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Materials used in building construction can burn if they are organic, containing carbon that can ignite in air. Various wood products, plastics and many fibers are combustible, which means they will burn if ignited with a flame. A test used to determine the combustibility of various materials is the flame spread rating.
When a combustible product is ignited with a flame, it burns at a rate that depends on several conditions, including the amount of airflow and the materials used to make the product. Wood fiberboard can be made with various glues that can accelerate the flame burn rate. These factors need to be compared in a standard test, and the flame spread rating allows direct comparison of different materials.
A common flame spread rating test is the tunnel test. The material to be tested is attached to the top of a tunnel-shaped room, with openings only at each end. Windows placed along the length of the tunnel room allow the flame spread to be observed. The sample is at least 18 inches (46 centimeters) wide and 25 feet (7.6 meters) long. A timer starts when a flame is applied to one end of the sample, and stops when the flame has burned a specific length of the sample.
The rate at which flame moves across the sample is dependent on the amount of airflow. Air movement in the tunnel is carefully controlled so the flame spread rating can be directly compared for different building materials. One end of the tunnel contains an air control damper for incoming air, and any smoke from the test is removed at the other end with a fan.
In order to compare flame spread values for different materials, standards are needed. Standards are materials that burn consistently in different tests, giving a similar value for all tests. Zero flame spread rating is obtained by attempting to ignite a board made from asbestos fiber and cement, which will not burn. A value of 100 is given to red oak wood, which gives a range of combustibility to use for all other materials.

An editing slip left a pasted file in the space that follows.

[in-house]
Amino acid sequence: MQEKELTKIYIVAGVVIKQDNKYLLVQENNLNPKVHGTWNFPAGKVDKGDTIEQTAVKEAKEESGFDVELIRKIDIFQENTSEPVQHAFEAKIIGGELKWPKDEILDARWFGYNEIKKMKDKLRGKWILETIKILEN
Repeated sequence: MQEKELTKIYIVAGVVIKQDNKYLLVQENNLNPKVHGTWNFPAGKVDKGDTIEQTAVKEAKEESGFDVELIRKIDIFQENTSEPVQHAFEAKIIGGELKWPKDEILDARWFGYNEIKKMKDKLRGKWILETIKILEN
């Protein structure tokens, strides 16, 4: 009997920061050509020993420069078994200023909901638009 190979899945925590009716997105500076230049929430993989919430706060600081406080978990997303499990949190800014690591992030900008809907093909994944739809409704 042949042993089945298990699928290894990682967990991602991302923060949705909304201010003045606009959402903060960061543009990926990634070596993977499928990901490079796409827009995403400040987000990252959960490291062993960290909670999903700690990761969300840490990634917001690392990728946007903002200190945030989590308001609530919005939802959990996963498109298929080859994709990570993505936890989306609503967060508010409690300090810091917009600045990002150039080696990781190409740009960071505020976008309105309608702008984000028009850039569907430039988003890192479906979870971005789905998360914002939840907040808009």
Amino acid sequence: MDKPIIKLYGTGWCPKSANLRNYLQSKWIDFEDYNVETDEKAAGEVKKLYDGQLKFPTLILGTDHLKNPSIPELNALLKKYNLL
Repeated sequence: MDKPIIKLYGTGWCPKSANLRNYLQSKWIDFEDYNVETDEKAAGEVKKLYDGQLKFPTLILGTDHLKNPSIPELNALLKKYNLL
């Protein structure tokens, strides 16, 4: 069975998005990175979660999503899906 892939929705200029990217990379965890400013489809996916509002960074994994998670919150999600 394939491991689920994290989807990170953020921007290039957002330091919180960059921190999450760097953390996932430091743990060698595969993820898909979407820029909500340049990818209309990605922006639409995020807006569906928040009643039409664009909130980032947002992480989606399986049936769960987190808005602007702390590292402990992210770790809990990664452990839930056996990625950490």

Building code authorities use flame spread rating information to create standards for new building construction. Low rating materials may be required for hospitals, in areas where fires are more common, such as residential garages, or in areas of the world where fires are a seasonal problem. Class I materials are typically considered the most fire-resistant, and Class V are the most combustible.
Material cost may not be the only factor when determining the cost of flame-proofing a building. Concrete-based board may not be more expensive than a wood board on a per-board basis, despite having a very low fire rating. Cost of construction may be more dependent on the structural weight of non-combustible materials. Cement or concrete materials can be quite heavy, and can cost more because of stronger structures needed to support them, and increased labor to install them.